British Labour Party leader Jeremy Corbyn on Saturday condemned the "illegal and inhumane" violence against Palestinians by the Israeli state.
In a statement read out outside government offices, Corbyn said: "The killing and wounding of yet more unarmed Palestinian protesters yesterday [Friday] by Israeli forces in Gaza is an outrage."
At least 31 Palestinians have been martyred and 2,850 others injured by Israeli gunfire in anti-occupation rallies on the border of the Gaza Strip since last week, according to the Palestinian Health Ministry.
"The majority of the people of the Gaza Strip are stateless refugees, subject to a decade-long blockade and the denial of basic human and political rights, " Corbyn added.
"More than two-thirds are reliant on humanitarian assistance, with limited access to the most basic amenities, such as water and electricity," he said.
Corbyn's statement was read out during a protest organized by the Friends of Al Aqsa group outside the prime minister's offices at Downing Street.
The Labour leader said the Palestinians "have a right to protest against their appalling conditions and the continuing blockade and occupation of Palestinian land, and in support of their right to return to their homes and their right to self-determination."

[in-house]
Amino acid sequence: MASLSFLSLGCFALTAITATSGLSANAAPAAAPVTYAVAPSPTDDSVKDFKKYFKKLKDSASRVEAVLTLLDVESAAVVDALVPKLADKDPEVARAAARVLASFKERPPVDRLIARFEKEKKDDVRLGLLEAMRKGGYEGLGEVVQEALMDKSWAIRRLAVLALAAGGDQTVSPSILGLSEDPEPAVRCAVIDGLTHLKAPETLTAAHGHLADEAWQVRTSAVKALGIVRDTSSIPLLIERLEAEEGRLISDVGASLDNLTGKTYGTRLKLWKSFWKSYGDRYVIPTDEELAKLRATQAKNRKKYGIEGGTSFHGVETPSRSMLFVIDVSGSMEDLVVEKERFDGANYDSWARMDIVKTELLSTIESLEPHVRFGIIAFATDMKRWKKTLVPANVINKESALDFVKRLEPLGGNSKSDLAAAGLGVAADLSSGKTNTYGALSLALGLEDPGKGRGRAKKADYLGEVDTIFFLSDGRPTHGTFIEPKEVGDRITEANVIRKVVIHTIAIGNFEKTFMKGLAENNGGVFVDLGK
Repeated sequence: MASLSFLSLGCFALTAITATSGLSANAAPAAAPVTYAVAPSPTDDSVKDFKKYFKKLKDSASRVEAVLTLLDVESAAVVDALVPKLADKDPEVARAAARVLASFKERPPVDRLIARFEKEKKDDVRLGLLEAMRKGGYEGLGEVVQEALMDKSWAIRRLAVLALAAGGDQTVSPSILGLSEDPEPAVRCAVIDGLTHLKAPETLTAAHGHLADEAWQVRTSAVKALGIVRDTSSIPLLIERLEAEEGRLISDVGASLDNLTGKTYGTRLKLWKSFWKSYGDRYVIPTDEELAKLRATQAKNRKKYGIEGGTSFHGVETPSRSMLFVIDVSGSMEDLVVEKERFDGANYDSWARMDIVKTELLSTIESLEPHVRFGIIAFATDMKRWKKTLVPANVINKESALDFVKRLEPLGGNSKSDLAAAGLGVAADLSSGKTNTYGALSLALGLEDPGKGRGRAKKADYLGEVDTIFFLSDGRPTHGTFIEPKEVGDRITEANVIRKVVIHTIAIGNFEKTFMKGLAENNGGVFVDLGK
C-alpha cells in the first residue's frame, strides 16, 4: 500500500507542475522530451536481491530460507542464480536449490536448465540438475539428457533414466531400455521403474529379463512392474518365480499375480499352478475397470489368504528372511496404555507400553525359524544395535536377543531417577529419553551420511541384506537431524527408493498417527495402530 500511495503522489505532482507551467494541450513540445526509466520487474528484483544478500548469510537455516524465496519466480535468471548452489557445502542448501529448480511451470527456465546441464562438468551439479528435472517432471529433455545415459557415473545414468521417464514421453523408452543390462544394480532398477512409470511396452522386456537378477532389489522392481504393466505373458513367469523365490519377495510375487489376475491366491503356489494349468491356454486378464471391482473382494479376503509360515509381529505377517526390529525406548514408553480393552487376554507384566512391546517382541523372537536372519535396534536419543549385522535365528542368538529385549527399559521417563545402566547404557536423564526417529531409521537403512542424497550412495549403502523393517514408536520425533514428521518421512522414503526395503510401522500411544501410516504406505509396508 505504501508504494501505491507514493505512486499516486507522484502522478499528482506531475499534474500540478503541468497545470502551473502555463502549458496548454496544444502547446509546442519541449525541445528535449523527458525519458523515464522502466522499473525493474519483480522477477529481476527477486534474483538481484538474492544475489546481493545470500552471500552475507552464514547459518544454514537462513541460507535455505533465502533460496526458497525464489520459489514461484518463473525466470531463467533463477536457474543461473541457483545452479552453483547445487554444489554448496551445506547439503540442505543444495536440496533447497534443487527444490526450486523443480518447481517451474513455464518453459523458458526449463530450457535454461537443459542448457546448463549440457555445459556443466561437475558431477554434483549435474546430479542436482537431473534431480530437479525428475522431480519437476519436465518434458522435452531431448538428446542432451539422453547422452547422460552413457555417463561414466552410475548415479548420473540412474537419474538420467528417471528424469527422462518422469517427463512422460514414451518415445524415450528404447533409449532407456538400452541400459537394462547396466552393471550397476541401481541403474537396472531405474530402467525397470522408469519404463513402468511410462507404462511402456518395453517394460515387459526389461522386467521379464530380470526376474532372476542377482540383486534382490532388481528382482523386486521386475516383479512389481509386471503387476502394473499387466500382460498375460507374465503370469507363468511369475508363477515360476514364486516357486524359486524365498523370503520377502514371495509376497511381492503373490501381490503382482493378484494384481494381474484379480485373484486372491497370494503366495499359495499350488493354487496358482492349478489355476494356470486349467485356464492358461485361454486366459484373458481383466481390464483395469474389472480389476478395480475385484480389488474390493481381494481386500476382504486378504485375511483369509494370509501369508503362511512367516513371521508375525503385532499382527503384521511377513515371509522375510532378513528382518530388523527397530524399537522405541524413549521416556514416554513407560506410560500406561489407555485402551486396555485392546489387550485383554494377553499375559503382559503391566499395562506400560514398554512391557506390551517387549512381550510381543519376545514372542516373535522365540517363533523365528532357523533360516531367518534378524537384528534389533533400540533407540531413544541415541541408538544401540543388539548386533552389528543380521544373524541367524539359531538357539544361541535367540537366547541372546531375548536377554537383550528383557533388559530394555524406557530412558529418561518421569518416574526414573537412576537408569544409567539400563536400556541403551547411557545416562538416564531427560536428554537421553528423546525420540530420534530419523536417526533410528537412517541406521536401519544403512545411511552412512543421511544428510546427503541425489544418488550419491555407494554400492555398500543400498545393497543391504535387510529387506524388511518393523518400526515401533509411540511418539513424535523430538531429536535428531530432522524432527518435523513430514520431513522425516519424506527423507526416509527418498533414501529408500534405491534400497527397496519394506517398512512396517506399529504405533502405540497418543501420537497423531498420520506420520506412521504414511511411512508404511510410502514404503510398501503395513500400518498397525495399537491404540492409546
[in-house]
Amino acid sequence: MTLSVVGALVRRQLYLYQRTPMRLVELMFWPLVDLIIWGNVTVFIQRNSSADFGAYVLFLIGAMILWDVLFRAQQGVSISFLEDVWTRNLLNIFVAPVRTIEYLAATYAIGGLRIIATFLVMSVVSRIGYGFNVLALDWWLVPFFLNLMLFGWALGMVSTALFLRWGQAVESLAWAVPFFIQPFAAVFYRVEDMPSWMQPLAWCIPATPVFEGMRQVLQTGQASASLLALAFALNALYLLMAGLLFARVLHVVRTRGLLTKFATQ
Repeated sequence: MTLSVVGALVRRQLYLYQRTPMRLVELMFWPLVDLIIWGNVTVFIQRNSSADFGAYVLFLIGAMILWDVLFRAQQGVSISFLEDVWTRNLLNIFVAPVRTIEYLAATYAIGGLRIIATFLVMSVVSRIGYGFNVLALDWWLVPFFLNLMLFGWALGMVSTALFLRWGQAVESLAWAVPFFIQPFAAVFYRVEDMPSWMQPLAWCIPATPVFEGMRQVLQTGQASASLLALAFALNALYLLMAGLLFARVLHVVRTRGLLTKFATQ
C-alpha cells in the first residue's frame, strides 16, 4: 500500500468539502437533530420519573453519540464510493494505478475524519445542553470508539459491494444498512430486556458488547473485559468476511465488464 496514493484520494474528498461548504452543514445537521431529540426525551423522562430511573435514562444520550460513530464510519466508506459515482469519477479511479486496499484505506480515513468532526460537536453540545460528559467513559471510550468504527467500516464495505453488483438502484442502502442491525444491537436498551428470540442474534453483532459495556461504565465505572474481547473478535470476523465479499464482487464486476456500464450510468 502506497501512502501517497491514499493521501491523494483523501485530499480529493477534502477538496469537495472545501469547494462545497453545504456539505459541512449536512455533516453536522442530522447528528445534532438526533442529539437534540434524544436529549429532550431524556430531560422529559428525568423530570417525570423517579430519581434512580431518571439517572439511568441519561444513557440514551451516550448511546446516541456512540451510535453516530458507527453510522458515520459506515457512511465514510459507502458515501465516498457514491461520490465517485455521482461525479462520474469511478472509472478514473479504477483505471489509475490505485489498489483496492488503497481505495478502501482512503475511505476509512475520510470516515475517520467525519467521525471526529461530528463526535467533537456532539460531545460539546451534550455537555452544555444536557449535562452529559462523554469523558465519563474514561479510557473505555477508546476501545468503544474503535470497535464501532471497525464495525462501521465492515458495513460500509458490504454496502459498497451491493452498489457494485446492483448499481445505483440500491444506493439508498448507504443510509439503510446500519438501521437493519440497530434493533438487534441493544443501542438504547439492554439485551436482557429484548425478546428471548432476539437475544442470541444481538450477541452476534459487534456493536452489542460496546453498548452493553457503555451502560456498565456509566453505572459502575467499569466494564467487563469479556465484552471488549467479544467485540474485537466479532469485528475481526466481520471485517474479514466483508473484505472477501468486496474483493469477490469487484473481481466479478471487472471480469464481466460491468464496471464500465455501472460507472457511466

"Firing live ammunition into crowds of unarmed civilians is illegal and inhumane and cannot be tolerated.
"We stand in solidarity with the Israelis who have taken to the streets this last week to protest their government's actions," he said.
Criticizing the silence from the international powers, Corbyn has urged the UK government to "support the UN Secretary-General's call for an independent international inquiry into the killing of protesters in Gaza and review the sale of arms that could be used in violation of international law".
Thousands of Palestinians have been staging demonstrations on Gaza Strip's eastern border with Israel against the decades-long Israeli occupation of Palestinian lands.
The rallies are part of a six-week demonstration that will culminate on May 15, which will mark the 70th anniversary of Israel's establishment — an event Palestinians refer to as the "Nakba" or "Catastrophe".
Demonstrators demand that Palestinian refugees be granted the "right of return" to their towns and villages in historical Palestine, from which they were driven in 1948 to make way for the new state of Israel.